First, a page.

Making Dysfunction work

Generally, one doesn’t have to look far to find examples of dysfunctional relationships in everyday life. Unfortunately, there are also plenty to be found in the business world as well. Earlier this month we saw this in two incidents involving travel agents and the airlines.

By: Kenneth Shapiro

Generally, one doesn’t have to look far to find examples of dysfunctional relationships in everyday life. Unfortunately, there are also plenty to be found in the business world as well. Earlier this month we saw this in two incidents that emphasized the strange relationship between travel agents and the airlines.

First, there was the announcement by ARC that it was looking to raise its fees as much as 200 percent by the beginning of the year (page 8). According to ARC, the fees are justified because of all the new innovations they undertook and, well, they just don’t want to have to pay for it themselves. Instead, ARC is operating under the familiar “you don’t expect the airlines to have to pay more?” model, where any increase in costs will be shared evenly between agents and more agents.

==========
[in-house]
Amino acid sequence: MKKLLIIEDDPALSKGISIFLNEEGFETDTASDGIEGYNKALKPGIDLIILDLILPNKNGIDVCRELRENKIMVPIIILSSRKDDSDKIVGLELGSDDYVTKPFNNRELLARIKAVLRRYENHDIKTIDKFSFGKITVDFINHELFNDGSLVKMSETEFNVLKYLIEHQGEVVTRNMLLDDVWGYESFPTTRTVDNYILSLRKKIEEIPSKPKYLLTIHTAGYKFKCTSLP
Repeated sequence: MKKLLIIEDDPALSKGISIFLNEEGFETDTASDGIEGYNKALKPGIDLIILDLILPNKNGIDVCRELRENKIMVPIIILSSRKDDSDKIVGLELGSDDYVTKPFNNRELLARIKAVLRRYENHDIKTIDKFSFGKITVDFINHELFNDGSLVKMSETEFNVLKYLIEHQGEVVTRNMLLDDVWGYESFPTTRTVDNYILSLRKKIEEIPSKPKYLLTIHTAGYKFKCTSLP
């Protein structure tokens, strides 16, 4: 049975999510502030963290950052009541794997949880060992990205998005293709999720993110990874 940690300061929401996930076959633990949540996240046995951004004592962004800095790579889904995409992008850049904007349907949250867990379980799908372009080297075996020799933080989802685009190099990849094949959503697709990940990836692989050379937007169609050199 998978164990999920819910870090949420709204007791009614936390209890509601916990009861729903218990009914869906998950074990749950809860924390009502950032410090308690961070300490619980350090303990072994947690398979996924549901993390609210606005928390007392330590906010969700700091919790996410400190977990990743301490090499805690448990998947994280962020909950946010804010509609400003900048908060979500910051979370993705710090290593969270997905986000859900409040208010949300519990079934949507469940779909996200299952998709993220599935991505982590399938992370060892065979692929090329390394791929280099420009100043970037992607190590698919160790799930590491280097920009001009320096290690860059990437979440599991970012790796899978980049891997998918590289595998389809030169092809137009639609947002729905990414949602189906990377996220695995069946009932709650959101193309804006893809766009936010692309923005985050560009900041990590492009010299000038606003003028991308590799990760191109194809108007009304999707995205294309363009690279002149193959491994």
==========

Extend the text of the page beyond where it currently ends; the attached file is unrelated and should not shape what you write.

Rightly, ASTA voiced its displeasure with this proposal in no uncertain terms. In a press release, Cheryl Hudak, ASTA president and CEO, called ARC’s attitude “monopolistic” and “unconscionable.” ASTA suggested that this increase is most likely just the beginning; by 2011, ASTA expects the total to be closer to a 500 percent increase.

“This is a clear case of the airlines demanding that travel agents pay more for the privilege of collecting the airlines’ money,” said Hudak. “The airlines don’t want to pay as much for ARC’s services going forward, so [agents] will have to make up the difference.”

Just as this battle was unfolding, I saw an article by Jane Roberts in The Commercial Appeal of Memphis, Tenn., that brought up a whole new aspect of the dysfunctional relationship between the airlines and agents in this case, however, it was agents who were benefiting. The article suggested that one reason behind the recent popularity of travel agents was that the airlines’ own incompetence has frustrated travelers to the point where they are once again turning to agents.

ASTA’s Hudak was quoted in this article as well, saying the airlines’ problems have been a “tremendous boon” to business.

“Anyone can sell a ticket, but if anything unusual happens, it is a painful experience having to deal with the airline yourself,” she said.

Given the dysfunctional relationship that exists between airlines and agents, I have a logical proposal: Agents will agree to pay the increase in ARC fees as long as the airlines agree to continue to make a mess of their business, further eroding any trust they have with their customers. That way everyone wins or rather, loses equally. Hey, it beats couples therapy. K.S.

 

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